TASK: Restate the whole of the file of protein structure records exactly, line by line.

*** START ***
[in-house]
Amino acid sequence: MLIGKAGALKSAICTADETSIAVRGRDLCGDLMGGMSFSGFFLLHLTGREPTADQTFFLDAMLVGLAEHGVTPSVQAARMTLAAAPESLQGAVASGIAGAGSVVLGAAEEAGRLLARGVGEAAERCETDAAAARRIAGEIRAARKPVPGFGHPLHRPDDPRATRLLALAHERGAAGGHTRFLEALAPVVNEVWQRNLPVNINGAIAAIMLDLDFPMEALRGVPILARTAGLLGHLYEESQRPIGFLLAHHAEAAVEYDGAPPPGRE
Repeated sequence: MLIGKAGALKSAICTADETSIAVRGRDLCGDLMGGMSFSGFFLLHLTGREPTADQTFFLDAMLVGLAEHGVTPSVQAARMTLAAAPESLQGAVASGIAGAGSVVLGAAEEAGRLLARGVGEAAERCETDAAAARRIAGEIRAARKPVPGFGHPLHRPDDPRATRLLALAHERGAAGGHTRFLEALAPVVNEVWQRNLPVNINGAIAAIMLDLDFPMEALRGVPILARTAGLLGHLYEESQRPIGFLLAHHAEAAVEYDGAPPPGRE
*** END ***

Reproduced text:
[in-house]
Amino acid sequence: MLIGKAGALKSAICTADETSIAVRGRDLCGDLMGGMSFSGFFLLHLTGREPTADQTFFLDAMLVGLAEHGVTPSVQAARMTLAAAPESLQGAVASGIAGAGSVVLGAAEEAGRLLARGVGEAAERCETDAAAARRIAGEIRAARKPVPGFGHPLHRPDDPRATRLLALAHERGAAGGHTRFLEALAPVVNEVWQRNLPVNINGAIAAIMLDLDFPMEALRGVPILARTAGLLGHLYEESQRPIGFLLAHHAEAAVEYDGAPPPGRE
Repeated sequence: MLIGKAGALKSAICTADETSIAVRGRDLCGDLMGGMSFSGFFLLHLTGREPTADQTFFLDAMLVGLAEHGVTPSVQAARMTLAAAPESLQGAVASGIAGAGSVVLGAAEEAGRLLARGVGEAAERCETDAAAARRIAGEIRAARKPVPGFGHPLHRPDDPRATRLLALAHERGAAGGHTRFLEALAPVVNEVWQRNLPVNINGAIAAIMLDLDFPMEALRGVPILARTAGLLGHLYEESQRPIGFLLAHHAEAAVEYDGAPPPGRE